TikToker exposes how influencers edit and distort their videos

This 23-year-old TikToker has made it her mission to expose the truth behind all those perfect photos and videos on social media. 

A recent report by the Wall Street Journal revealed that Facebook and Instagram’s influencer culture is especially damaging to teen girls. About 32% of teen girls said when they felt insecure about their bodies, Instagram made them feel even worse. Sophie, aka @residualdata, is showing her 72,000 TikTok followers how to navigate the distorted reality presented on social media. 

In a typical post, Sophie pulls photos and videos from influencers and campaigns to explain how they’ve been edited. The point isn’t to blame and shame women who use filters and edits. Rather, it’s to show people that these perfect bodies don’t really exist without the help of technology. So you really should not feel bad for not looking a certain way when it’s physically impossible to do so.

On August 16, she responded to a viral fashion video that was circulating on Douyin (Chinese TikTok). 

“I’m really using this to show you how sophisticated this technology is and how hard it can be to decipher these edits,” she explained. “Seeing is unfortunately not always believing, and you never know who might be using this.” 

The clip showed a slender woman with an hourglass figure walking down the street. 

“Notice this green pole really warps around her body,” Sophie said

Instead of looking like a stiff pole behind the woman, it appeared bent and mirrored the curves of her body. This distortion, as well as the heavily blurred background and the strange way her breasts bounced up and down, were all signs that the footage had been altered.  

“This software has gotten so sophisticated that it’s really, really hard to tell. But there’s things like that that really give these things away,” she said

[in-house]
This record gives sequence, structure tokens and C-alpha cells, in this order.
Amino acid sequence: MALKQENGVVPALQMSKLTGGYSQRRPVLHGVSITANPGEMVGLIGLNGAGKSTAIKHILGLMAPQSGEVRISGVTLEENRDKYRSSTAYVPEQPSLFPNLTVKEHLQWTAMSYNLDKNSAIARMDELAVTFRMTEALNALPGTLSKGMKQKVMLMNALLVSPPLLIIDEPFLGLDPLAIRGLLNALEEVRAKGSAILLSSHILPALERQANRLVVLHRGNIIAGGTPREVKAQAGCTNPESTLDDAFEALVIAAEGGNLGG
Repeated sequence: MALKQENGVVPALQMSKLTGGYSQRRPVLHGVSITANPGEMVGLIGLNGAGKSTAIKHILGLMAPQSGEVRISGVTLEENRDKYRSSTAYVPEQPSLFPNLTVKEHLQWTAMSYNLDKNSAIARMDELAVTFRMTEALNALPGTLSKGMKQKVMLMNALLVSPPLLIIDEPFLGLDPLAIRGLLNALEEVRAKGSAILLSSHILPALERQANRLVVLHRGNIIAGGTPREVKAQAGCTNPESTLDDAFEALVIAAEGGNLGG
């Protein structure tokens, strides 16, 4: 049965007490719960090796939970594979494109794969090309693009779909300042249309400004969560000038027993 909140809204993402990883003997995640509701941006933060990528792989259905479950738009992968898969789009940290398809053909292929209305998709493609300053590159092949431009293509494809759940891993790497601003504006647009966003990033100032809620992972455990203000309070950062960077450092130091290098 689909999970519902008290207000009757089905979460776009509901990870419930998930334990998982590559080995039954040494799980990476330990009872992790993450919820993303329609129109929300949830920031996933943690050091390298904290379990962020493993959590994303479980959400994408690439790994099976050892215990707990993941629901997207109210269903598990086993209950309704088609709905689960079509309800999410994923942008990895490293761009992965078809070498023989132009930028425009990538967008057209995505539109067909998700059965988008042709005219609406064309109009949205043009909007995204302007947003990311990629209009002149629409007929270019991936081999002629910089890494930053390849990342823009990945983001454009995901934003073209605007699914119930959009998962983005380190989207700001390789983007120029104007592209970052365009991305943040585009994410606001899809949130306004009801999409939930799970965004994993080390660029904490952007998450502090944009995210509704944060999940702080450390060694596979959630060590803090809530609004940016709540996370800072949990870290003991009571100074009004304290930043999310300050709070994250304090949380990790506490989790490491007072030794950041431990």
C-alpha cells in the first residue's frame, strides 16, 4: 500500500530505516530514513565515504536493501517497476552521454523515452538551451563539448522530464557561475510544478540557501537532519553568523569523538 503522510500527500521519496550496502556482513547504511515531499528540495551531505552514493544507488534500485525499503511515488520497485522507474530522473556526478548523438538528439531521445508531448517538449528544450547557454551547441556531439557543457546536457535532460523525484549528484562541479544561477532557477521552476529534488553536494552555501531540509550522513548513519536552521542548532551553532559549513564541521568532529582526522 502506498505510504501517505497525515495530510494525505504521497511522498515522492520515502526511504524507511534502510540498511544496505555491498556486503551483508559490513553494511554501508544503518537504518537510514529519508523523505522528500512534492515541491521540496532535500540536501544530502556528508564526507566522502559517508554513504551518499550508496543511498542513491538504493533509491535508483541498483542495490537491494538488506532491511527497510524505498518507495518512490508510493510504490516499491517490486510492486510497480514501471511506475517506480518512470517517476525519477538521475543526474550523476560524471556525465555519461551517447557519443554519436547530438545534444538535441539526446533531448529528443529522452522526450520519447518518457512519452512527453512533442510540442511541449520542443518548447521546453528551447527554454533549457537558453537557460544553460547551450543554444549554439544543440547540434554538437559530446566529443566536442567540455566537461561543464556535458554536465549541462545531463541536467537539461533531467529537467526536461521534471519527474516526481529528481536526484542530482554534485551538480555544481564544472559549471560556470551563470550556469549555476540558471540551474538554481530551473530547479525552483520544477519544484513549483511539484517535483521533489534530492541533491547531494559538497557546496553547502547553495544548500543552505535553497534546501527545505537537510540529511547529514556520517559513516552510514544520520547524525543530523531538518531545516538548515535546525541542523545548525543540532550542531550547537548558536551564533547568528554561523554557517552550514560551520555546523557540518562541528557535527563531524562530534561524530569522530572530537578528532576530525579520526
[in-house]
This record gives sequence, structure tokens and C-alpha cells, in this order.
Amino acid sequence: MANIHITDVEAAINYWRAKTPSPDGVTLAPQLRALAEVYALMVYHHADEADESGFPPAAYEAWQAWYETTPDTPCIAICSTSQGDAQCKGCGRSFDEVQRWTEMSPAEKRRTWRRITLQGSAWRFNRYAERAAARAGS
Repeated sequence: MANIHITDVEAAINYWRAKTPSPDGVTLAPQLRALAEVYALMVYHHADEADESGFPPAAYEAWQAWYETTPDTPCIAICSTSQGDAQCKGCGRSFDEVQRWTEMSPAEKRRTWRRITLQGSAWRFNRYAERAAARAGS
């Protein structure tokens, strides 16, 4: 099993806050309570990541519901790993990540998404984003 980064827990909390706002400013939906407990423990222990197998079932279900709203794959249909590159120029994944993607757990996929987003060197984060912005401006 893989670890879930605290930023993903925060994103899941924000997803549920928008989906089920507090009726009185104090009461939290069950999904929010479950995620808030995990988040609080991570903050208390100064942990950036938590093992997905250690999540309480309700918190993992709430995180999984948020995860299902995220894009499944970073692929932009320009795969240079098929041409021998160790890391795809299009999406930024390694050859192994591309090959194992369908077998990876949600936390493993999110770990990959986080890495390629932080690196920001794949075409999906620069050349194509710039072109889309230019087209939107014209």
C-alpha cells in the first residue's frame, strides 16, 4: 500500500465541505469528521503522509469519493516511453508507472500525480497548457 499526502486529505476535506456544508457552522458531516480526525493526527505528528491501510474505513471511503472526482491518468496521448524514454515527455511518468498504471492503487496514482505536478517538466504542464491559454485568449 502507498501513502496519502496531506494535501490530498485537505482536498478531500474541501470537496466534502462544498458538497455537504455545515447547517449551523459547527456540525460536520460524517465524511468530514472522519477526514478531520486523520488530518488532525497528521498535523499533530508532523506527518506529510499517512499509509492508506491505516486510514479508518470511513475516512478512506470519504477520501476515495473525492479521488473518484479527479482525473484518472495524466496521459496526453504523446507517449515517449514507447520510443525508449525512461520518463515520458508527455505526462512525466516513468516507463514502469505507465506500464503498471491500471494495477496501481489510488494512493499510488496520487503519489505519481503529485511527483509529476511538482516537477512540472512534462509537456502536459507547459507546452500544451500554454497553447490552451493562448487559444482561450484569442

Sophie also clarified that there is a reason why Chinese fashion brands use this technology. 

“It’s my understanding [that] this editing style is mainly to showcase the fashion, and that people in China wouldn’t think she truly [is real],” she wrote in the comment section. 

The video received over 3.5 million views. Many didn’t realize the video was a fake at all. 

“I sometimes forget how easy it can be to warp media,” a user wrote. 

“I saw it and thought it was real. TikTok is ruining my perception,” another said

“Thank you for opening my eyes!” someone added

In The Know is now available on Apple News — follow us here!  

If you enjoyed this story, read more about critiques of the midsize fashion movement.

More from In The Know:

Woman claims neighbor called police over her “dressing inappropriately

The “best iron I’ve ever owned”: Amazon shoppers love this 2-in-1 hair straightener and curler

These inexpensive, silky-soft pillowcases on Amazon are good for your hair and skin

The 3 most affordable meal delivery kits for cooking at home

Listen to the latest episode of our pop culture podcast, We Should Talk: